Learn More About An IVA
Learn More

Process of Getting An IVA

An IVA is a legally binding agreement made between a debtor and his/her creditors. Due to the legality and regulations imposed on Insolvency Practitioners, there is a set process each IVA application must follow. You must:

Complete A Review and Budget

You will initially complete a review with a debt advisor (FCA Authorised or Insolvency Practitioners) to identify if an IVA is the right solution for you. This will include completing an income and expenditure order to understand really what you can afford.

The Income and Expenditure Budget will be based on the money you have left after living costs have been taken into consideration. This includes your household bills such as Rent/Mortgage, Food, Gas, and Electric.

The proposed payment in your IVA is designed to help still live a comfortable life while repayments are made to your debts, each year your income and expenditure will be reviewed to ensure any payments are still manageable.

An IVA (Individual Voluntary Arrangement) is a formal agreement made between the person in debt and their creditors. Once you enter into an IVA, your creditors can no longer take further action against you to recover any outstanding debts. All interest and charges associated with your debts are frozen. An IVA allows you to make affordable payments to your debts, usually over five or six years. At the end of your IVA any unsecured debt left is managed accordingly.

⚠IVAs are only available in England, Wales, and Northern Ireland.

Paperwork needed to start an IVA

You will have to provide proof of your financial situation. This could be in the form of a recent statement or a letter registered to your creditors, detailing the balance that you owe.  

Alongside this, you will also need to provide evidence of your income from the past three months, as well as any Tax Credits or benefits that you may be receiving. Self-employed workers will need to attach a copy of their latest tax returns.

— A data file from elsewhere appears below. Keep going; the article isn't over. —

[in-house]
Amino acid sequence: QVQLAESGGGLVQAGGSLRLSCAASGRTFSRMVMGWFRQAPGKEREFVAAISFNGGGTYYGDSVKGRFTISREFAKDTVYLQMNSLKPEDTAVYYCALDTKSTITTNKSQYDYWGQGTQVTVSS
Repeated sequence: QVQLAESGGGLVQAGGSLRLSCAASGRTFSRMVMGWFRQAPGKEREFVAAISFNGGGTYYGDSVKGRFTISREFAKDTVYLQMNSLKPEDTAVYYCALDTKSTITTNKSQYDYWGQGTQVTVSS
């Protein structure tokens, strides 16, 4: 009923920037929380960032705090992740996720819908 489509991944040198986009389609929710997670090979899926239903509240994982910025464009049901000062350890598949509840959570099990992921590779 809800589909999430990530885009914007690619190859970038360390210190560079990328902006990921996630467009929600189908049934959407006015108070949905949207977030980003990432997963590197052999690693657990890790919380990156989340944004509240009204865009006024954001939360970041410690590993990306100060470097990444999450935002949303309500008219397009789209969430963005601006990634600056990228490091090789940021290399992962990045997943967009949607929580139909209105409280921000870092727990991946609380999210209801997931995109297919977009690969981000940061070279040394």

You will also be asked to show your last three months of bank statements. This will be coupled with your rental agreement or mortgage statement if you own a home. 

Typical information/paperwork needed:

  • Payslips
  • Bank Statements
  • Proof of Benefits
  • Photo ID
  • Proof of Address
  • Proof of Rent / Mortgage
  • Proof of Debts / Credit Report
  • Proof of Vehicle Finance
  • Proof of Childcare / Nursery Costs / Child Maintenance
  • Tax Return (Self Employed) – If No Tax Return Cashflow Forecast

Your qualified debt advisor can help you gather this information and many insolvency practitioners do not require all of the information listed above.


Document Verification


Prepare Your IVA Proposal

We will prepare and issue a proposal to your creditors, demonstrating to them how much you can afford to pay towards your debts.

Before this proposal is sent to your creditors, your Insolvency Practitioner will ask you to gather information. They will need to prepare your proposal as this is the basic information requested to help determine any solutions.

Once your IP (Insolvency Practitioner) has this information, they will prepare your proposal to be submitted to you for your perusal to make sure the information in your proposal is accurate as this is a legal document that will be sent to your creditors, this process is where the insolvency practitioner gives your creditors notice for your MOC (Meeting of Creditors) normally 14 days.